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Construction Trades at Central Piedmont Community College

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Construction Trades at Central Piedmont Community College

If you plan to study construction trades, take a look at what Central Piedmont Community College has to offer and decide if the program is a good match for you. Get started with the following essential facts.

Central Piedmont Community College is located in Charlotte, North Carolina and approximately 18,646 students attend the school each year. During the the most recent year for which data is available, 18 students received their associate's degree in construction trades.

Want to know more about the career opportunities in this field? Check out the Careers in Construction Trades section at the bottom of this page.

Central Piedmont Community College Construction Trades Degrees Available

  • Basic Certificate in Construction Trades (Less Than 1 Year)
  • Associate’s Degree in Construction Trades

Online Classes Are Available at Central Piedmont Community College

Don't have the time or the flexibility in your schedule to take traditional classes? Online courses may be the perfect solution for you. They allow independent learners to study when and where they want to while offering the rigor of in-person classes.

Are you one of the many who prefer to take online classes? Central Piedmont Community College offers distance education options for construction trades at the following degree levels:

Central Piedmont Community College Construction Trades Rankings

Note: Although rankings can help you see some information about a school, it's not a good idea to depend on them alone. Be sure to check out other things about the school before making your decision to attend.

Construction Trades Student Demographics at Central Piedmont Community College

Take a look at the following statistics related to the make-up of the construction trades majors at Central Piedmont Community College.

Central Piedmont Community College Construction Trades Associate’s Program

33% Women
39% Racial-Ethnic Minorities*
For the most recent academic year available, 67% of construction trades associate's degrees went to men and 33% went to women. The typical associate's degree program in construction trades only graduates about 6% women each year. The program at Central Piedmont Community College may seem more female-friendly since it graduates 27% more women than average.


The majority of those who receive an associate's degree in construction trades at Central Piedmont Community College are white. Around 56% fell into this category, which is typical for this degree.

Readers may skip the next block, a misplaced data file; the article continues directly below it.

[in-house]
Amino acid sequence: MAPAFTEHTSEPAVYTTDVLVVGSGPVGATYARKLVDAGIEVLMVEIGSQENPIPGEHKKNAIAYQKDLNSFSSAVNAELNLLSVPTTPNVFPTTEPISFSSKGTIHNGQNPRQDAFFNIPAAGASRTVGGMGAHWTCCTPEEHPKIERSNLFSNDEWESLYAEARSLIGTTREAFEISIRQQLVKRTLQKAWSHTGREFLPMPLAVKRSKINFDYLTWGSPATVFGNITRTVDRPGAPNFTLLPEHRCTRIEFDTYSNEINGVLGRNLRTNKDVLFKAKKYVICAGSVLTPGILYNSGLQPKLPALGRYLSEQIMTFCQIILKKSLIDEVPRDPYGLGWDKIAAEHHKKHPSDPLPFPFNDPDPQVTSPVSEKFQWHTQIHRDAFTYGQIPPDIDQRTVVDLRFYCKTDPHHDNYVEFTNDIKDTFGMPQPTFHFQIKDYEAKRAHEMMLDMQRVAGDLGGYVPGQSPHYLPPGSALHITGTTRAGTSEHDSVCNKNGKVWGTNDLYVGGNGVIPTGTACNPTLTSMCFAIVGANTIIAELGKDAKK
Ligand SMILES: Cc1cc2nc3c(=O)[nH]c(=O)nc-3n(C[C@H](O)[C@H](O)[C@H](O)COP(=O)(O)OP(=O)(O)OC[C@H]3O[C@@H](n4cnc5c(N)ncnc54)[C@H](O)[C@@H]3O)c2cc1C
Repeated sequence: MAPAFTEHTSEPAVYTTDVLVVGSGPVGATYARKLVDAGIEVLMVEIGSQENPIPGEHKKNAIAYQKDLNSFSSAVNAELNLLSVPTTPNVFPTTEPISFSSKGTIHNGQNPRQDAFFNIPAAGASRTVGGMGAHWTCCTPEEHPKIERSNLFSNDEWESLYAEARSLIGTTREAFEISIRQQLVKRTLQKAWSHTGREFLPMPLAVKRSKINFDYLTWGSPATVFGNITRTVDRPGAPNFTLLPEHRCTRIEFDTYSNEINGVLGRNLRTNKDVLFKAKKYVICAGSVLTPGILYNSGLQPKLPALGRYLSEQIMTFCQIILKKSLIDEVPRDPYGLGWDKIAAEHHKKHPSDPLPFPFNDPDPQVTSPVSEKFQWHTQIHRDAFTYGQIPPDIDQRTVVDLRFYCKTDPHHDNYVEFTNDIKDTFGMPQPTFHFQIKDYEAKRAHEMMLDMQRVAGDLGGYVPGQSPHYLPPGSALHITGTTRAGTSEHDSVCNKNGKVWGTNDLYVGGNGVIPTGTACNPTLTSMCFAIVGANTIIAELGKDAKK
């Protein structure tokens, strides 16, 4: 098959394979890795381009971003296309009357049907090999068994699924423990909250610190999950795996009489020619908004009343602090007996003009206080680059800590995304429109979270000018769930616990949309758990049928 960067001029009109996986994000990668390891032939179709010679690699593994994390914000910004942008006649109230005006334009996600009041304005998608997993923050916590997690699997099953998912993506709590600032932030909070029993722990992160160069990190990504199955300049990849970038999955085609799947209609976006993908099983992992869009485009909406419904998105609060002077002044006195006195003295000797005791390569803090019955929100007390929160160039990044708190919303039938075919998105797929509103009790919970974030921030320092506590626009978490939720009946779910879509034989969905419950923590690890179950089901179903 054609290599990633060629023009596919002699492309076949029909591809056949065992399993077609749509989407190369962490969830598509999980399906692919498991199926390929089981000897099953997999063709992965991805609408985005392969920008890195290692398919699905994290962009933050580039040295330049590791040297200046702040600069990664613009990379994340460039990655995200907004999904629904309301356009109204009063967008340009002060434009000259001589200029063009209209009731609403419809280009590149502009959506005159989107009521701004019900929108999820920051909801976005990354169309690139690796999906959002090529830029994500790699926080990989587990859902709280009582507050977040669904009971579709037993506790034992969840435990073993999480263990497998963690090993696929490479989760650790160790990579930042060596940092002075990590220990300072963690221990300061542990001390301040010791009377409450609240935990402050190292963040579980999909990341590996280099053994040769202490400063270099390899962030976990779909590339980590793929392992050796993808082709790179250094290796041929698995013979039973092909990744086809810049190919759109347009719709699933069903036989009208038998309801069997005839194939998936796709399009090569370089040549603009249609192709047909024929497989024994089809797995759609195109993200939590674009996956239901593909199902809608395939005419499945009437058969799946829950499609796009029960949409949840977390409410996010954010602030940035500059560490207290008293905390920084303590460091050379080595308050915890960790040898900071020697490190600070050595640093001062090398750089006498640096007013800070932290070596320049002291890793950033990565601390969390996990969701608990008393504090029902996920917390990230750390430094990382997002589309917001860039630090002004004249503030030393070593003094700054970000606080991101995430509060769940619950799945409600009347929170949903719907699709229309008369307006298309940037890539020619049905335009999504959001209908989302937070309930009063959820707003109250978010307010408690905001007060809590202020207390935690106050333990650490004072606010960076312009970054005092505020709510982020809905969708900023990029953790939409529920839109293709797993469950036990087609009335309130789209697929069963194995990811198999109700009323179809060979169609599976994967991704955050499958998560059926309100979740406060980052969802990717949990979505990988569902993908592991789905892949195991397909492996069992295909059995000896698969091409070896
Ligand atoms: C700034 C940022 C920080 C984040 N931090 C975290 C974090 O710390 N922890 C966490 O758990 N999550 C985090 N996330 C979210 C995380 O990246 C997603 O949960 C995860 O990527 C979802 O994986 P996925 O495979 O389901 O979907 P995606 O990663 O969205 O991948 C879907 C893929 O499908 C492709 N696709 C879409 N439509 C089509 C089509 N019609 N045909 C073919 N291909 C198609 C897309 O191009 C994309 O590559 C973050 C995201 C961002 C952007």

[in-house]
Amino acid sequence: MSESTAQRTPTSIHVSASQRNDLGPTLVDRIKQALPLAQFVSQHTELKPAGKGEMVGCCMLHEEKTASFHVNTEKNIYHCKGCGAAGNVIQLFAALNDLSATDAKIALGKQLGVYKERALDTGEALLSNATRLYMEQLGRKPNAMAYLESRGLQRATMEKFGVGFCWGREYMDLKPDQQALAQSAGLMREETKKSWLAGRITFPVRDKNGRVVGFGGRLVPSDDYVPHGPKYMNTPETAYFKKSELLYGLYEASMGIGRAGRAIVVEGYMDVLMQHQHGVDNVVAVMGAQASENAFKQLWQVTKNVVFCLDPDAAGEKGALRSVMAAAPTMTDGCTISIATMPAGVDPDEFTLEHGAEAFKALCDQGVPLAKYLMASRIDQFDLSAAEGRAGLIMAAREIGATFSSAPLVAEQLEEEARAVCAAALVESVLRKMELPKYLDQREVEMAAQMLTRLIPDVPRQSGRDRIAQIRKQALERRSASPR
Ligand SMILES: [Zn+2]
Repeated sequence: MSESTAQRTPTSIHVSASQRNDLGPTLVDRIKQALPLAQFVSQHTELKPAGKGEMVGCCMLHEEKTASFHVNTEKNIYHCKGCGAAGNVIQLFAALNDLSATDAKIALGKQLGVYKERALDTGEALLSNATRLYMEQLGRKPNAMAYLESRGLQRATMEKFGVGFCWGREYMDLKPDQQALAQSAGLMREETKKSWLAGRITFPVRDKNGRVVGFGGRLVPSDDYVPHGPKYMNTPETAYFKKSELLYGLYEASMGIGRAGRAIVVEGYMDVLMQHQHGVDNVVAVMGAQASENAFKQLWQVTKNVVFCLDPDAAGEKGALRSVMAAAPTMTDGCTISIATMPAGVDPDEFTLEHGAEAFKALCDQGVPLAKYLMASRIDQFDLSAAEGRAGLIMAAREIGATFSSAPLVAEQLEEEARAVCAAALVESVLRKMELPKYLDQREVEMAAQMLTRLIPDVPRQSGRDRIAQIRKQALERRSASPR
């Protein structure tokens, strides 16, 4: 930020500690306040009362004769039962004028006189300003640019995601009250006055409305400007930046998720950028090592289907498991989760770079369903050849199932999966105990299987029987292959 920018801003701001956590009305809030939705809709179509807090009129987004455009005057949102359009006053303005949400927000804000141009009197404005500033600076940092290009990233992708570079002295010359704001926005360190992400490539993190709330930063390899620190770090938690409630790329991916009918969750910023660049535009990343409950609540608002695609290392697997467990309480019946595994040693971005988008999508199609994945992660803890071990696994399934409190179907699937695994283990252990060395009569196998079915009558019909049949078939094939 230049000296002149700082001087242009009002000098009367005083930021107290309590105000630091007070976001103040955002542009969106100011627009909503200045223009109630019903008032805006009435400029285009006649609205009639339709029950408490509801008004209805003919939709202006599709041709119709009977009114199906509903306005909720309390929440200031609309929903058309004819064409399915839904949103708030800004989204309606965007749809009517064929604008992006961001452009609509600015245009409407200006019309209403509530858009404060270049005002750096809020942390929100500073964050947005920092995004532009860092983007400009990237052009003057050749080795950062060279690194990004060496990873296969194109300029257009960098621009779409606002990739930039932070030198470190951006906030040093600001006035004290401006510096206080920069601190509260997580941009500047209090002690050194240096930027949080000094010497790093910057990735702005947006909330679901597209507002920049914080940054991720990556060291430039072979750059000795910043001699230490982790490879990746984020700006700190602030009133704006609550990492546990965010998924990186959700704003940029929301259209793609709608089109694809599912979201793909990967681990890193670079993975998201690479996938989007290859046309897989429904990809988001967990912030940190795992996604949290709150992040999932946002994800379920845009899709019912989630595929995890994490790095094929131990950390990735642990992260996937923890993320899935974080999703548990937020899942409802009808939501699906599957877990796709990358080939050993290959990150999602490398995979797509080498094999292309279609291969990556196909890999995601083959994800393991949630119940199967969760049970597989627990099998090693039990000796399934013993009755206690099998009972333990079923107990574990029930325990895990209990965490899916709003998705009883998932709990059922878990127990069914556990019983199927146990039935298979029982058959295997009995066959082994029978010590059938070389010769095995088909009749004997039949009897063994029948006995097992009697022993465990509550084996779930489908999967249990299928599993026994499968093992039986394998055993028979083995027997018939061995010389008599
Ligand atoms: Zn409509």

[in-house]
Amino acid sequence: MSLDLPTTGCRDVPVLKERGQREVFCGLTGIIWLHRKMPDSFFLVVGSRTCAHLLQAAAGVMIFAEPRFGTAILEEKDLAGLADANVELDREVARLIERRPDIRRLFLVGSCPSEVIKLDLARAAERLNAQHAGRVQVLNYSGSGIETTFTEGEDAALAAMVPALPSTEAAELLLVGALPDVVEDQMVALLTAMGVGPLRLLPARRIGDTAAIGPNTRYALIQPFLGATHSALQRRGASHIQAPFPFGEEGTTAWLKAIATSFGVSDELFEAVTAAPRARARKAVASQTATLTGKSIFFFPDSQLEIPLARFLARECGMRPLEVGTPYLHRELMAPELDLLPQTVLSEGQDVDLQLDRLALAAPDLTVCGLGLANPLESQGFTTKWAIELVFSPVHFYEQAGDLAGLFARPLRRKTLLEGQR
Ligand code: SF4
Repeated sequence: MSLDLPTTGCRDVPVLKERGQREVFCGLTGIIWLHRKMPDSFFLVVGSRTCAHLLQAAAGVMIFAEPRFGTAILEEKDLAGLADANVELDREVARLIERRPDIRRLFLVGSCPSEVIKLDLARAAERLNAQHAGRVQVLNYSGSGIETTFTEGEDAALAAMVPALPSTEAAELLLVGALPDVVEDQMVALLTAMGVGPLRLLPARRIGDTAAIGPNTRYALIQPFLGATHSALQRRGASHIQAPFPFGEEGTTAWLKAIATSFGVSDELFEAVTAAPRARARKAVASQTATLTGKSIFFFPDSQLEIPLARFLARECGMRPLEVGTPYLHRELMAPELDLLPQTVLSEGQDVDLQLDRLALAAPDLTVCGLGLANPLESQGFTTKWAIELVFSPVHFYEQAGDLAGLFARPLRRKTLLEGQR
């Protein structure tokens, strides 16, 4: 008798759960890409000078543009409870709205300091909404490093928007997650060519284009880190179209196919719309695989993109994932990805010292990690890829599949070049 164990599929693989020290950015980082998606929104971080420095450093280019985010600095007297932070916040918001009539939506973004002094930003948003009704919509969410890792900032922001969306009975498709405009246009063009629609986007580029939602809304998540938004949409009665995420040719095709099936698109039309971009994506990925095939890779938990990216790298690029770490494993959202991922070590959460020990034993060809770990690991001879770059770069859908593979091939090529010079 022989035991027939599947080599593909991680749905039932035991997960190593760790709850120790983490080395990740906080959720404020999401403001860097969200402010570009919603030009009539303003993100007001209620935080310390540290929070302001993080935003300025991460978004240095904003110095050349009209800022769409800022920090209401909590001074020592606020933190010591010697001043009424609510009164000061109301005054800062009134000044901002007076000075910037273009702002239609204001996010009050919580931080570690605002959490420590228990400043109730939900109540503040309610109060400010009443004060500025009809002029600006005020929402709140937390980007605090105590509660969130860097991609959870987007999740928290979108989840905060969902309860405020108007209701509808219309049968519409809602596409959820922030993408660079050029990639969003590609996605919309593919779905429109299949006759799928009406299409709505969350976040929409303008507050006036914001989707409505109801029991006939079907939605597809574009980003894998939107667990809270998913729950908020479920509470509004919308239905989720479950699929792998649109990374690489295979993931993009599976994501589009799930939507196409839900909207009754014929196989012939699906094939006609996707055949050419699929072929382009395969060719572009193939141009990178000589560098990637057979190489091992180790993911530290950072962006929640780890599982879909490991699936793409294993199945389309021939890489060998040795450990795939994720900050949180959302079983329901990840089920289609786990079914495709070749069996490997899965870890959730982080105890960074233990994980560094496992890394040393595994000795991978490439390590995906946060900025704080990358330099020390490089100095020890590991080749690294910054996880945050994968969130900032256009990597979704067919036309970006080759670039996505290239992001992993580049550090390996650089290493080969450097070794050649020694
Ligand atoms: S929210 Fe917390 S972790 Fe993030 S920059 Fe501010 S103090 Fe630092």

The following table and chart show the race/ethnicity for students who recently graduated from Central Piedmont Community College with a associate's in construction trades.

Race/Ethnicity Number of Students
Asian 0
Black or African American 3
Hispanic or Latino 4
White 10
International Students 0
Other Races/Ethnicities 1

Concentrations Within Construction Trades

Construction Trades majors may want to concentrate their studies in one of these areas. The completion numbers here include all graduates who receive any type of degree in this field from Central Piedmont Community College. Some of these focus areas may not be available for your degree level.

Concentration Annual Degrees Awarded
Electrical & Power Transmission Installers 43
Building Management & Inspection 36

Careers That Construction Trades Grads May Go Into

A degree in construction trades can lead to the following careers. Since job numbers and average salaries can vary by geographic location, we have only included the numbers for NC, the home state for Central Piedmont Community College.

Occupation Jobs in NC Average Salary in NC
Maintenance and Repair Workers 43,960 $39,620
Construction Trades and Extraction Worker Supervisors 26,120 $60,390
Carpenters 17,700 $37,180
Mechanic, and Repairer Supervisors 16,410 $67,030
Electricians 16,220 $44,140


*The racial-ethnic minorities count is calculated by taking the total number of students and subtracting white students, international students, and students whose race/ethnicity was unknown. This number is then divided by the total number of students at the school to obtain the racial-ethnic minorities percentage.

More about our data sources and methodologies.

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